An earthquake 35 miles north of the Puerto Rican city of Hatillo registered 6.4 on the Richter scale shortly after midnight Monday, causing power outages and breaking windows and water lines in Bayamon.
The Associated Press reported that people felt buildings shake in the Puerto Rican
capital of San Juan, about 60 miles from the earthquake's underwater epicenter. While there were additional reports of cracked floors and building damage, no one reported injuries or major property damage Monday.
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"The damages have been minor," Puerto Rico's emergency management agency spokesman Carlos Acevedo said. "No one has required our services."
Some island residents complained via social media that the government issued no emergency warning, but authorities told the Associated Press that they would have sent an alert if people had been at risk.
Still, the island's Seismic Network Geologist Gisela Baez Sanchez said that Puerto Rico has experienced at least 70 aftershocks since the initial earthquake. She said at least three have registered a magnitude 3.5 or greater.
"All of Puerto Rico is in a seismic danger zone," Baez Sanchez told the AP. "We have to be prepared."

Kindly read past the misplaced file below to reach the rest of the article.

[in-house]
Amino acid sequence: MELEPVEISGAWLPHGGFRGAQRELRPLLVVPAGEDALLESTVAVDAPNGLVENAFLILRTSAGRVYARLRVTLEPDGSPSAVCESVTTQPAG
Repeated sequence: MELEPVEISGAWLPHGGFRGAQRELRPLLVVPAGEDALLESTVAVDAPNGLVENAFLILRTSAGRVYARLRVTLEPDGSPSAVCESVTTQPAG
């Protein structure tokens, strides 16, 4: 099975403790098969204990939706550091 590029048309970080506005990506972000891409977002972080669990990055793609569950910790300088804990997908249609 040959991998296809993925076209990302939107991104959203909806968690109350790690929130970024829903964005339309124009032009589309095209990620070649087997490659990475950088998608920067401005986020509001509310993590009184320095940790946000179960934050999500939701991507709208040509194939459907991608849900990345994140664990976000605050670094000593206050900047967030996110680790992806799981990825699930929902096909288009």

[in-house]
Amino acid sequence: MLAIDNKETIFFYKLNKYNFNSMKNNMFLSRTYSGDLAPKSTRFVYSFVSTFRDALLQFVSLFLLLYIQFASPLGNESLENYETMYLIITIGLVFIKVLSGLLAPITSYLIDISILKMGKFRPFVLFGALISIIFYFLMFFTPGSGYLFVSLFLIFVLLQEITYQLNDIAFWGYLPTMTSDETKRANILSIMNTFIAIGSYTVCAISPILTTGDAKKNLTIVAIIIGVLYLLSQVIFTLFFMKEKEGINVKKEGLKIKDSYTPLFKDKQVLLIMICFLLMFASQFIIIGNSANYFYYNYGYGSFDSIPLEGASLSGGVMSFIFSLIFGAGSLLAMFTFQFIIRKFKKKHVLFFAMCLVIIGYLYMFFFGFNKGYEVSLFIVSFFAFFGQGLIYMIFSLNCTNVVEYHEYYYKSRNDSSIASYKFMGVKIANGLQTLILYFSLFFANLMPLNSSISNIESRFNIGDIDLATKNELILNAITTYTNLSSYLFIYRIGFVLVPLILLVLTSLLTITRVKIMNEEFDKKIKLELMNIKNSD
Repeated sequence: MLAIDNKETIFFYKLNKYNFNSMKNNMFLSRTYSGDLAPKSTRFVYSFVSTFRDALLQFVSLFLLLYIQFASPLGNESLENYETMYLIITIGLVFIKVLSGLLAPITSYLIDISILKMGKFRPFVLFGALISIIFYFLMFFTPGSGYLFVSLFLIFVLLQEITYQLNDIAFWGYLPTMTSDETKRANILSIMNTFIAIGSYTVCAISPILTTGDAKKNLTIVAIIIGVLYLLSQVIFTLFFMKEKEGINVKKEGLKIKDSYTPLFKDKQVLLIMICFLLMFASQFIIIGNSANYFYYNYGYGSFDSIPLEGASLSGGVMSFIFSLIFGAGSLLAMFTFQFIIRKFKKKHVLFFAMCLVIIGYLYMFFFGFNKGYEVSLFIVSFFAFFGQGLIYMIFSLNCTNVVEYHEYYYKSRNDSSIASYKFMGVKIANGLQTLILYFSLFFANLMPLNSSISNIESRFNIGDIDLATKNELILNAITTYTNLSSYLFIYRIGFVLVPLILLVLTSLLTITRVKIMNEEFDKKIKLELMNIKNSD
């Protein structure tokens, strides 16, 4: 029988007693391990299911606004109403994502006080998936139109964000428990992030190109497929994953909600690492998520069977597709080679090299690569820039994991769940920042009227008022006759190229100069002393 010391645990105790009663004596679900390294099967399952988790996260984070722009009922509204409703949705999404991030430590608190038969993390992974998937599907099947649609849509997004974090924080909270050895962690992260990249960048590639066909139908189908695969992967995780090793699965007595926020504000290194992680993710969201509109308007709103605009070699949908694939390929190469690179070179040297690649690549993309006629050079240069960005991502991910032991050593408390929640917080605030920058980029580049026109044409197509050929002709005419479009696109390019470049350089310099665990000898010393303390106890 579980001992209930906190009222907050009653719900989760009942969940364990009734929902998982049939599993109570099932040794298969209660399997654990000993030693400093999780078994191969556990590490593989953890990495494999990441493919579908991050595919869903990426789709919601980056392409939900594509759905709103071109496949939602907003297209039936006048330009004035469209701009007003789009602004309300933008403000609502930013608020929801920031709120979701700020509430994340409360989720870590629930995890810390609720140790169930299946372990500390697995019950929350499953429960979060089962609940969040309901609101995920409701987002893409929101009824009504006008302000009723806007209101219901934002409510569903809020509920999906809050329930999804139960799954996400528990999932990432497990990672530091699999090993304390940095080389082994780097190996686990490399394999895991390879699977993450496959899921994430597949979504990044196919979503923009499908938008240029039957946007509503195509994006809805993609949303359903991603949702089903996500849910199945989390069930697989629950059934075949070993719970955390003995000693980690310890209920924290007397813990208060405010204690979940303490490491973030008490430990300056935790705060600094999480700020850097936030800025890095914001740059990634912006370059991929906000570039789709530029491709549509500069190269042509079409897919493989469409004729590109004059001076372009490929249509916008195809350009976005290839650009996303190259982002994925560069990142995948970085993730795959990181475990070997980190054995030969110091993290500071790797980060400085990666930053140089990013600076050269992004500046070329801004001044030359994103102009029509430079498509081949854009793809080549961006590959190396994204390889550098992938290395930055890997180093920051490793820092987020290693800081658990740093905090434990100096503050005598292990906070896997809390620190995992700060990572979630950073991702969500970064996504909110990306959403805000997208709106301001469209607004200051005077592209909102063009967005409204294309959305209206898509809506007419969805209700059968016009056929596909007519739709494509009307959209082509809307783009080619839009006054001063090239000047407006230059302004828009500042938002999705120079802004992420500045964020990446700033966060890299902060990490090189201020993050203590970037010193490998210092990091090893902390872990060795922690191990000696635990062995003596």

"The location, depth and mechanism of the earthquake are consistent with the event occurring on this subduction zone interface," read a U.S. Geological Survey statement on the Puerto Rico earthquake.
"While the Puerto Rico Trench is known to be a significant seismic hazard, and is capable of hosting (magnitude 8.0 or more) earthquakes, moderate-to-large events on the subduction zone are rare."
There has not been an earthquake in that particular area north of Puerto Rico since 1943. The first earthquake was a 6.6 quake in 1915, a 7.0 earthquake in 1917, and then a 7.3 quake in 1943, per the USGS.
Baez Sanchez told the Associated Press that Puerto Rico experiences small earthquakes daily that people cannot feel. However, it is unusual for bigger quakes to strike the island. She said that one was a 5.4-magnitude quake that shook the island in March 2011 and another of the same magnitude struck Puerto Rico on Christmas Eve in 2010.
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